Close to the Convent of St Francis, the 1605 church of Bom Jesus, “Good” or “Menino Jesus”, is known principally for the tomb of St Francis Xavier. In 1946, it became the first church in India to be elevated to the status of Minor Basilica. On the west, the three-storey Renaissance facade encompasses Corinthian, Doric, Ionic and Composite styles.
The interior is entered beneath the choir, supported by columns. On the northern wall, in the centre of the nave, is a cenotaph in gilded bronze to Dom Jeronimo Mascarenhas, the Captain of Cochin and benefactor of the church. The main altar, extravagantly decorated in gold, depicts the infant Jesus under the protection of St Ignatius Loyola (founder of the Jesuit Order); to each side are subsidiary altars to Our Lady of Hope and St Michael. In the southern transept, lavishly decorated with twisted gilded columns and floriate carvings, stands the Chapel and Tomb of St Francis Xavier. Constructed of marble and jasper in 1696, it was the gift of the Medici, Cosimo III, the Grand Duke of Tuscany; the middle tier contains panels detailing the saint’s life. An ornate domed reliquary in silver contains his remains; for a week around his feast day, December 3, tens of thousands of pilgrims – Hindus as well as Christians – queue for darshan (ritual viewing) of the casket before attending open-air Mass in the square outside.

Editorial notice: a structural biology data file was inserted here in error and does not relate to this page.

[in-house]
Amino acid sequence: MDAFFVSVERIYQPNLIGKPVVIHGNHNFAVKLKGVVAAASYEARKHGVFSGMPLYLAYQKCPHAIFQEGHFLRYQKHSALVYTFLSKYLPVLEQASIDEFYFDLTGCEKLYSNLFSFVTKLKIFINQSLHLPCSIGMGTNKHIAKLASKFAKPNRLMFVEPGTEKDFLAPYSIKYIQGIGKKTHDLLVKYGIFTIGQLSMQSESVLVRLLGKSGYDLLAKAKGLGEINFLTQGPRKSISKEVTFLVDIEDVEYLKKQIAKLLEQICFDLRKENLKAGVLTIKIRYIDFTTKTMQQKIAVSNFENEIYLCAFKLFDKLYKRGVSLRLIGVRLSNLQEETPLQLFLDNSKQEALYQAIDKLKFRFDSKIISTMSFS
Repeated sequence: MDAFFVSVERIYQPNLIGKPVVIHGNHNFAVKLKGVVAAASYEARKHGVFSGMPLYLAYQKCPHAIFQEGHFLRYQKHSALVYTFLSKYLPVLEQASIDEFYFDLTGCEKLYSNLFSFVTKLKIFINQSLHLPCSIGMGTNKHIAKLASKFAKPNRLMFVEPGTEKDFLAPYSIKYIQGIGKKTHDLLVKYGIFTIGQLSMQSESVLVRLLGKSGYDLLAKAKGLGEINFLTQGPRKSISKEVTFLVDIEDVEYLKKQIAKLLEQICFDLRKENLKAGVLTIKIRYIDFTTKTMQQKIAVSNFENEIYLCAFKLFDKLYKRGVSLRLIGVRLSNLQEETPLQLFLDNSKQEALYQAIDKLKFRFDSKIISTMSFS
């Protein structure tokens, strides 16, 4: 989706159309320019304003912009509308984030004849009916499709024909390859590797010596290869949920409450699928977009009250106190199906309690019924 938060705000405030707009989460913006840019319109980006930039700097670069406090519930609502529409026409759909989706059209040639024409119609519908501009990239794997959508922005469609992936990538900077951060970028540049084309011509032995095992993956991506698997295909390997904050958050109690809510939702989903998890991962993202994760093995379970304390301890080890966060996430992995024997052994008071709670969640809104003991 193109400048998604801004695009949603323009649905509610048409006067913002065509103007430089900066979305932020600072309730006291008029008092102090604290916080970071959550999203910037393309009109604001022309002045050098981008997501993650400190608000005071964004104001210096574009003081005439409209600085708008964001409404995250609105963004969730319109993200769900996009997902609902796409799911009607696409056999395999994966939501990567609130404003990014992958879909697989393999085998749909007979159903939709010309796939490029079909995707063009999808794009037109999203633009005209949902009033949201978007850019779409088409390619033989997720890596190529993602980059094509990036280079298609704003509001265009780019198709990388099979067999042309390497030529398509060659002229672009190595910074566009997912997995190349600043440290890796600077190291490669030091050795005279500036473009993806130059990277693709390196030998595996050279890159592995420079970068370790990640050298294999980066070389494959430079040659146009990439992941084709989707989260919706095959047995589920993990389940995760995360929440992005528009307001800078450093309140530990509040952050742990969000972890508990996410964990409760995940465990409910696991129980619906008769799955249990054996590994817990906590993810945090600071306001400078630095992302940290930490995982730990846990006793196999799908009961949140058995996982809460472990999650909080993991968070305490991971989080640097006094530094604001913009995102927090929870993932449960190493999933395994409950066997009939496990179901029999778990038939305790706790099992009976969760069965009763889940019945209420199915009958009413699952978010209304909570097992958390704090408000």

St Francis Xavier
St Francis Xavier
Francis Xavier, the “Apostle of the Indies”, was born in 1506 in the old kingdom of Navarre, now part of Spain. When the Portuguese king, Dom Joao III (1521–57), received reports of corruption and dissolute behaviour among the Portuguese in Goa, it was Xavier, a recent graduate in theology from the University of Paris, whom the Jesuit Order selected to restore the moral climate of the colony.
Arriving after a year-long journey, the young priest embarked on a busy programme throughout southern India, founding numerous churches and converting an estimated thirty thousand people – primarily by performing such miracles as raising the dead and curing the sick with a touch of his beads. Subsequently he took his mission further afield to Sri Lanka, Malacca (Malaysia), China and Japan, where he was less successful.
When Xavier left Goa for the last time, it was with the ambition of evangelizing in China; however, he contracted dysentery aboard ship and died on the island of San Chuan (Sancian), off the Chinese coast, where he was buried. On hearing of his death, a group of Christians from Malacca exhumed his body – which, although the grave had been filled with lime to hasten its decomposition, they found to be in a perfect state of preservation. Reburied in Malacca, his body was later removed and taken to Old Goa, where it has remained ever since, enshrined in the Basilica of Bom Jesus.
However, St Francis’s incorruptible corpse has never rested entirely in peace. Chunks of it have been removed over the years by relic hunters and curious clerics: in 1614, the right arm was dispatched to the pope in Rome (where it allegedly wrote its name on paper), a hand was sent to Japan, and parts of the intestines to Southeast Asia. One Portuguese woman, Dona Isabel de Caron, even bit off the little toe of the cadaver in 1534; apparently, so much blood spurted into her mouth, it left a trail to her house and she was discovered.
Every ten years, the saint’s body is carried in a three-hour ceremony from the Basilica of Bom Jesus to the Sé cathedral, where visitors file past, touch and photograph it. During the 2004–05 “exposition”, around 256,000 pilgrims flocked for darshan or ritual viewing of the corpse, these days a shrivelled and somewhat unsavoury spectacle.